Traditional Rosh Hashana services altered to address last week's terrorism and loss


"God Bless America" replaced a traditional Hebrew hymn, and the entire congregation joined in a mourner's prayer last night at Baltimore's Har Sinai temple as Rosh Hashana services marked the Jewish New Year and the start of the faith's 10-day High Holy Days period.

Such changes in the traditional services, the sermons by rabbis and increased police patrols outside synagogues throughout the Baltimore area reflected a new reality of terrorism and loss in America in the wake of the Sept. 11 airplane hijackings and attacks on the World Trade Center in New York and the Pentagon.

The patrols were particularly evident along Park Heights Avenue, home to several congregations, including Har Sinai, a Reform temple.

"Let us not lose our humanity in the face of the inhumanity of others," Har Sinai Rabbi Floyd L. Herman said during his sermon.

Herman said the United States should take a measured response, and he was glad that America's reaction had not included an immediate attack.

Those responsible for the attacks last week "may have been Muslims and may have been Arabs," the rabbi said, "but they do not represent all Muslims and all Arabs."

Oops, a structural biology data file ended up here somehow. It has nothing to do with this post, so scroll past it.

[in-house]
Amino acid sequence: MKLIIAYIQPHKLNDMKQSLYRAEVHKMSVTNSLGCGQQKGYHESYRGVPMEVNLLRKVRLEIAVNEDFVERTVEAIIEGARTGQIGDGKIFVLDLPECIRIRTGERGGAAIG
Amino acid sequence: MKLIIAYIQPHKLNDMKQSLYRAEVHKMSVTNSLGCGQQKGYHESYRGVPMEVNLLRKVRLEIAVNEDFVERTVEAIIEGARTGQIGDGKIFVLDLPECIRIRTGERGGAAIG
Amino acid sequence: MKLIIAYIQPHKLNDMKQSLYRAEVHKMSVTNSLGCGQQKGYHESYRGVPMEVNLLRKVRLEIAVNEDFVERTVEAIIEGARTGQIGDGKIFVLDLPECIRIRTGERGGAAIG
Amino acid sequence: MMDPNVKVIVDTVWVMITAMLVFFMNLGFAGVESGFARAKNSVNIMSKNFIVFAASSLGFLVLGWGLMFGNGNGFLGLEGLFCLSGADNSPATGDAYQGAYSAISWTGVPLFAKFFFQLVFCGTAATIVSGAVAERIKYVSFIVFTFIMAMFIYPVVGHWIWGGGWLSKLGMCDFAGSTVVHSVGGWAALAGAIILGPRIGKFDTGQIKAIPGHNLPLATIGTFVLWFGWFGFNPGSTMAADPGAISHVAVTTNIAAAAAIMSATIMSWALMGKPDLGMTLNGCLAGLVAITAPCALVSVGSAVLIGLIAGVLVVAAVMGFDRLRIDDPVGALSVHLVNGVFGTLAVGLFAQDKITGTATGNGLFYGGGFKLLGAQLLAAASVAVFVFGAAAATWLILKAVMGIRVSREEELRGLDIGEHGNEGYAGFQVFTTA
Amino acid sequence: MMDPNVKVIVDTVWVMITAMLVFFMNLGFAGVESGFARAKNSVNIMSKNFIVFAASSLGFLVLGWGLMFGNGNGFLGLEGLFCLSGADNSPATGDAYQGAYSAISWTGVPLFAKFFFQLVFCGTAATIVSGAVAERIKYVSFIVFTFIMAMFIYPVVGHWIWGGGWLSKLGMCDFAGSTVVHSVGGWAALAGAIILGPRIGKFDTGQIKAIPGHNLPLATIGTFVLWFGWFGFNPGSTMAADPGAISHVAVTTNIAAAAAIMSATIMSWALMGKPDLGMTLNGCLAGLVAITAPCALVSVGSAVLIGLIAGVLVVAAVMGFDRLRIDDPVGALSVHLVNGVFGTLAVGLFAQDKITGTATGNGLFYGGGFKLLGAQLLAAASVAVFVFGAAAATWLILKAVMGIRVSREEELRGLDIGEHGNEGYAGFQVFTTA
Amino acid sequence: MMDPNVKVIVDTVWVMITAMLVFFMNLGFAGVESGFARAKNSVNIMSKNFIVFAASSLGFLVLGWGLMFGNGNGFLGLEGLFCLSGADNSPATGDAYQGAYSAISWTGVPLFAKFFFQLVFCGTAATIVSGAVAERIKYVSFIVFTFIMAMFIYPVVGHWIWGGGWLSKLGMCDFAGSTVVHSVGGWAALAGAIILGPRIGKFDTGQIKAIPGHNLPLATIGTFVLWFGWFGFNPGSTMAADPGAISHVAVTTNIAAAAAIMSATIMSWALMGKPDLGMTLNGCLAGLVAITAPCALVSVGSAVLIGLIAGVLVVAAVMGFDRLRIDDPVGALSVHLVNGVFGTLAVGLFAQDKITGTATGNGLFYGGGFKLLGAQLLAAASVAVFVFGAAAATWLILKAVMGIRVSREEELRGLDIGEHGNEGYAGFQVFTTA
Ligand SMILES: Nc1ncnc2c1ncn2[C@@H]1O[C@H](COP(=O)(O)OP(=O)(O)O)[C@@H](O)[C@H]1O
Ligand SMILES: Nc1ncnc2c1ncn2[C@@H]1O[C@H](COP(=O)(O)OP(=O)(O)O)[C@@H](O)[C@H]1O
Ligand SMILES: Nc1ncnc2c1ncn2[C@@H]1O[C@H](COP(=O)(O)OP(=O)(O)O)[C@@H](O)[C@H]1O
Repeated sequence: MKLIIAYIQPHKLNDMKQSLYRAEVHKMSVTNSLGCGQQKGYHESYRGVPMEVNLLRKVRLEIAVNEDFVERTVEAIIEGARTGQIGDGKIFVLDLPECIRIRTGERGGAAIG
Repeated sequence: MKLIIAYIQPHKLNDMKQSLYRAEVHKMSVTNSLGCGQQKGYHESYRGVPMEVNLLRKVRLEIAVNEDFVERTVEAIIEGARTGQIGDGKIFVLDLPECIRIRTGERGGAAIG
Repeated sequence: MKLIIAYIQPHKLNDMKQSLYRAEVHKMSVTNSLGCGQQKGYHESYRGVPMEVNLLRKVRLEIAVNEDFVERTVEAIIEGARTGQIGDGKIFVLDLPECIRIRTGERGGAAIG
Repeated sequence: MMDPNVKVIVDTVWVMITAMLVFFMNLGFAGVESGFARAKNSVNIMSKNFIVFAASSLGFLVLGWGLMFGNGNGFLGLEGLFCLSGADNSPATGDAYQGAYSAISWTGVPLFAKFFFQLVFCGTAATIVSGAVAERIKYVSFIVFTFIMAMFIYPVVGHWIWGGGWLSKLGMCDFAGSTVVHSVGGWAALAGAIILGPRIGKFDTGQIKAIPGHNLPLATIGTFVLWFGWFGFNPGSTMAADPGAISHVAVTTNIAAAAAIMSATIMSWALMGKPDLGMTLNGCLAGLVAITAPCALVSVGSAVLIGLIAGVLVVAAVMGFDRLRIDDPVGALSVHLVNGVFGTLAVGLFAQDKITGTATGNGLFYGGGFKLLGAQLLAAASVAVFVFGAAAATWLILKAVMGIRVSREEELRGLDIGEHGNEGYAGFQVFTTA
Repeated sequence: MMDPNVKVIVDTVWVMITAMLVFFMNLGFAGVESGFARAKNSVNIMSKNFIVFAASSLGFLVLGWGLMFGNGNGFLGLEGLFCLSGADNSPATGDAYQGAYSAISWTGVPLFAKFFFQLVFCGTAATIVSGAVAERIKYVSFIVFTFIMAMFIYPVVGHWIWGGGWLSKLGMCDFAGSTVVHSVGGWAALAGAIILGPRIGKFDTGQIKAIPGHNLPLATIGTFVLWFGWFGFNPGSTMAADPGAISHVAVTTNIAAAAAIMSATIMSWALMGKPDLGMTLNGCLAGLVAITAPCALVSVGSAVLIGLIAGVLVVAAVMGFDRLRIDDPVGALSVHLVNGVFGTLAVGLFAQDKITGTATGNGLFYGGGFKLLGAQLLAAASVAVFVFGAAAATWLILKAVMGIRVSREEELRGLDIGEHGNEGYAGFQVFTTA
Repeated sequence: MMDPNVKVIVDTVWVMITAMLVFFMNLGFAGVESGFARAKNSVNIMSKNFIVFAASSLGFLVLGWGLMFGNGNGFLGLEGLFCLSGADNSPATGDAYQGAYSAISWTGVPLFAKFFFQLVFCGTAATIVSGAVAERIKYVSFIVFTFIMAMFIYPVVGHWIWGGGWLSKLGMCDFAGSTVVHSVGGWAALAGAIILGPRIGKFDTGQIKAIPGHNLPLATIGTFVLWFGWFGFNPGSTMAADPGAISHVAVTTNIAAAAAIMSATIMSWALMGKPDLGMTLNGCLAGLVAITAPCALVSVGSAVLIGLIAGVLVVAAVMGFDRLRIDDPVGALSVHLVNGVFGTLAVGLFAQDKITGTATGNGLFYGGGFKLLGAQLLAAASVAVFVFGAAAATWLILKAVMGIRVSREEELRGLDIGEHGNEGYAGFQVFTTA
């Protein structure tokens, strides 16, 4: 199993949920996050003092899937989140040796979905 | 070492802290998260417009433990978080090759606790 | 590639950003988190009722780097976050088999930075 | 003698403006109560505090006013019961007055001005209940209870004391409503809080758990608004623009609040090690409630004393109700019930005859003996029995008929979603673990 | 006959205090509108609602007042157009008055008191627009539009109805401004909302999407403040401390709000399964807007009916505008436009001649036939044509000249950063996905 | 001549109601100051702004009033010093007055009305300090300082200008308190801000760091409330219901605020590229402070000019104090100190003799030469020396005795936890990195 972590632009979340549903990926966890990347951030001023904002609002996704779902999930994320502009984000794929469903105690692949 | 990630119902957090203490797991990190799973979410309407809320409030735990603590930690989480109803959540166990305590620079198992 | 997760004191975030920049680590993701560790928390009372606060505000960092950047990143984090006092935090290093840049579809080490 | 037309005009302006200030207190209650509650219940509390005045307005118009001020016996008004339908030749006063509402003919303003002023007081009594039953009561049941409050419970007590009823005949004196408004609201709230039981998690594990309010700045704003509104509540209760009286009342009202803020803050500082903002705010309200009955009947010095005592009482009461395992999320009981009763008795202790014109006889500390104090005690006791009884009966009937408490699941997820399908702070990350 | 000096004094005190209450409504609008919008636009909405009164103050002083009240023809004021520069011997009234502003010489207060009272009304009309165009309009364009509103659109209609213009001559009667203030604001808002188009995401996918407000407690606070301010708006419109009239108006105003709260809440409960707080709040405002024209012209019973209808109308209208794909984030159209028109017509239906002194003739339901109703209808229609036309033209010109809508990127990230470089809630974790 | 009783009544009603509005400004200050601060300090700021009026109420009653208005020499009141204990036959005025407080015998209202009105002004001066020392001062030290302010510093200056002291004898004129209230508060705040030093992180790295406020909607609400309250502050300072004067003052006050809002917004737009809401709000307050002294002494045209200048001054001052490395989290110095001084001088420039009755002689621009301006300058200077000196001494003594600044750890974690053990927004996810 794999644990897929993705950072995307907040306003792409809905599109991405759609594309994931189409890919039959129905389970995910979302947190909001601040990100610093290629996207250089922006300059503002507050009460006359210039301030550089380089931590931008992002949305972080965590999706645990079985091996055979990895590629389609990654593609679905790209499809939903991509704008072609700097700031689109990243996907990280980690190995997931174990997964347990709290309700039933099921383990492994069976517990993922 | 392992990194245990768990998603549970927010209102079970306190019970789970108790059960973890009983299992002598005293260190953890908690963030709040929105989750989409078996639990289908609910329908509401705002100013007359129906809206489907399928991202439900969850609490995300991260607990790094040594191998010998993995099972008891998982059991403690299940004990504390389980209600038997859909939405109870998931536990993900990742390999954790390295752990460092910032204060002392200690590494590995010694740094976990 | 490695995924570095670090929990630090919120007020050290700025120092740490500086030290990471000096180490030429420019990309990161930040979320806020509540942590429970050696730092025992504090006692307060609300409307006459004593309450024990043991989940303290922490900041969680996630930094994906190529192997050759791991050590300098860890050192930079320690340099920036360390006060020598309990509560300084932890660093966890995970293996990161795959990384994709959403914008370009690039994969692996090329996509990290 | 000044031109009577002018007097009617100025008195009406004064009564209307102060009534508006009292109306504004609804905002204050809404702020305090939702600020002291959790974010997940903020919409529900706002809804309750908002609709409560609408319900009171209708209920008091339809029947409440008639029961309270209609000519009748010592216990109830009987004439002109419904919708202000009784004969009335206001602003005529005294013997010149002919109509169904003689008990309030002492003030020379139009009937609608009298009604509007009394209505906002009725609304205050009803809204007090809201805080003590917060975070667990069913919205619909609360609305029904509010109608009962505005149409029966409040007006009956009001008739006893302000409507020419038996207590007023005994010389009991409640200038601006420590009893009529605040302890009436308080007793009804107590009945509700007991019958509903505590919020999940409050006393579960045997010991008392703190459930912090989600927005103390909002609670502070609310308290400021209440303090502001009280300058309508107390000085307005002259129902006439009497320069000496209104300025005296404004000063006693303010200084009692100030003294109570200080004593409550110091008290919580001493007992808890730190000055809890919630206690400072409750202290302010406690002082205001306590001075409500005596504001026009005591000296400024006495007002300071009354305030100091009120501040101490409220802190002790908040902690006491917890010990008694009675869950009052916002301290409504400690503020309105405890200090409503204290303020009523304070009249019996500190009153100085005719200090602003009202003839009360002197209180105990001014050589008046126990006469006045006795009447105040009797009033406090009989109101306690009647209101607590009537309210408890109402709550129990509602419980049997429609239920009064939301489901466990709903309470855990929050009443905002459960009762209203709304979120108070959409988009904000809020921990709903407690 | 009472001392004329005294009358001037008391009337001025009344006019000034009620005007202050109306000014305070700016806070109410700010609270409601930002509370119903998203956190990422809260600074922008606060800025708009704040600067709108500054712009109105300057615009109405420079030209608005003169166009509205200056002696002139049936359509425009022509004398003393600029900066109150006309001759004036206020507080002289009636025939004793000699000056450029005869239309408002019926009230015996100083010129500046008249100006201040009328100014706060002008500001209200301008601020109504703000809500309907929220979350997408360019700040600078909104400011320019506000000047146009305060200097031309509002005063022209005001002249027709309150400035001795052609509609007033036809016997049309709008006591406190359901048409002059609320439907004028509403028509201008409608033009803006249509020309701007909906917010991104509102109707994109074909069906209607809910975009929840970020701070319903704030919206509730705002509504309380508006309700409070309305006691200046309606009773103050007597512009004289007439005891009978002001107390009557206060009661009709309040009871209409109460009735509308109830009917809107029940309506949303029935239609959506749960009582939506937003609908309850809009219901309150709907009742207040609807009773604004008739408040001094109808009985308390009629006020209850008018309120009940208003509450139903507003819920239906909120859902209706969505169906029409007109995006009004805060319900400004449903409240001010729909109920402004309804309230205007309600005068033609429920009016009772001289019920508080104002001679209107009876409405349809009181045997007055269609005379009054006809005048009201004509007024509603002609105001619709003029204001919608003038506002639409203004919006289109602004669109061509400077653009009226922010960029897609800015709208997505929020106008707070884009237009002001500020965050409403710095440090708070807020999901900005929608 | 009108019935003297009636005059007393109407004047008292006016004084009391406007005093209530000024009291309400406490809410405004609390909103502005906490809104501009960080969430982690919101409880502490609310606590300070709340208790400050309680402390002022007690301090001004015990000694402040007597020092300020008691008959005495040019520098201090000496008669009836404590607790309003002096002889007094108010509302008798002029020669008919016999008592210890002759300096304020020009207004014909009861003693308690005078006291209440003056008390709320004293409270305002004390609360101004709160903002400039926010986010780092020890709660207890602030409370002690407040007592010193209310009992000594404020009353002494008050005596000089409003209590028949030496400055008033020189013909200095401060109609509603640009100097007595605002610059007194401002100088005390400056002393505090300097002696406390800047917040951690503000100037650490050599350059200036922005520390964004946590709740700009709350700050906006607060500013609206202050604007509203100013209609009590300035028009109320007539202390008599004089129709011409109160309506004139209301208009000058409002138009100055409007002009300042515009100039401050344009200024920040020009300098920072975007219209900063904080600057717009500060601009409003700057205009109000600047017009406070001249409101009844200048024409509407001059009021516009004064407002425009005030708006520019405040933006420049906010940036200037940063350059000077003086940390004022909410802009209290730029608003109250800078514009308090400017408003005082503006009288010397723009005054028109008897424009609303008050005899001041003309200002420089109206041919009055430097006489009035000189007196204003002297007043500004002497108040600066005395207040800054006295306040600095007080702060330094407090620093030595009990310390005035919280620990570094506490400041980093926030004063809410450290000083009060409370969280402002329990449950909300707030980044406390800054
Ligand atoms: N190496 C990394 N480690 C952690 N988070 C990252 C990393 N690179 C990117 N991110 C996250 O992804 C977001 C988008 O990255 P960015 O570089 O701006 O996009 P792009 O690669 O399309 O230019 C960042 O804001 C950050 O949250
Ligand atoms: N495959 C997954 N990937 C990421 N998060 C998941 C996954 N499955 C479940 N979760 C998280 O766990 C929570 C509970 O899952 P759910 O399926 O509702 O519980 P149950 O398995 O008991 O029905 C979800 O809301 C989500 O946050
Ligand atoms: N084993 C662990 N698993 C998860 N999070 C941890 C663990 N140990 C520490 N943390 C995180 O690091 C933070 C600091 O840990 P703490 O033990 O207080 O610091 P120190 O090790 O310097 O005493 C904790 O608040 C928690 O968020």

The congregation was visibly moved in the singing of "God Bless America," instead of the hymn "Adon Olom" to end the two-hour service. In another departure, everyone joined in saying kaddish -- the mourner's prayer usually recited by those who have lost relatives or friends.

Across the area, rabbis have said they would weave the themes of the holiday -- reconciliation and accountability, prayer, righteousness and justice -- with the national experience of the last week that has cast a pallor of sorrow on the usually festive air of Rosh Hashana.

Rabbi Mona Decker of the Bolton Street Synagogue filed away a "cheery" sermon she had written about having an appreciation of all new things and wrote another that weaves those themes together, she said.

"I think we are all in pain," Decker said. "These events have affected each and every one of us."

Rabbi Seymour Essrog of Adat Chaim Congregation in Reisterstown said earlier in the day he expected the celebration to be solemn.

"If they don't bring that solemnity from themselves, they're going to hear it from my sermon and other sermons," he said.

Although the joy of the holiday might be muted, some rabbis said they believe it was their responsibility to help people move on from the sadness.

"My sermon will deal with the theme that you have to live," said Essrog, who saw the nation as going through a time of "communal mourning and communal confusion." He said he also planned to touch on the need to pick up the pieces and hope for a better year.

Sun staff writers Liz Bowie, David Rosenthal, Jason Song and Laurie Willis contributed to this article.

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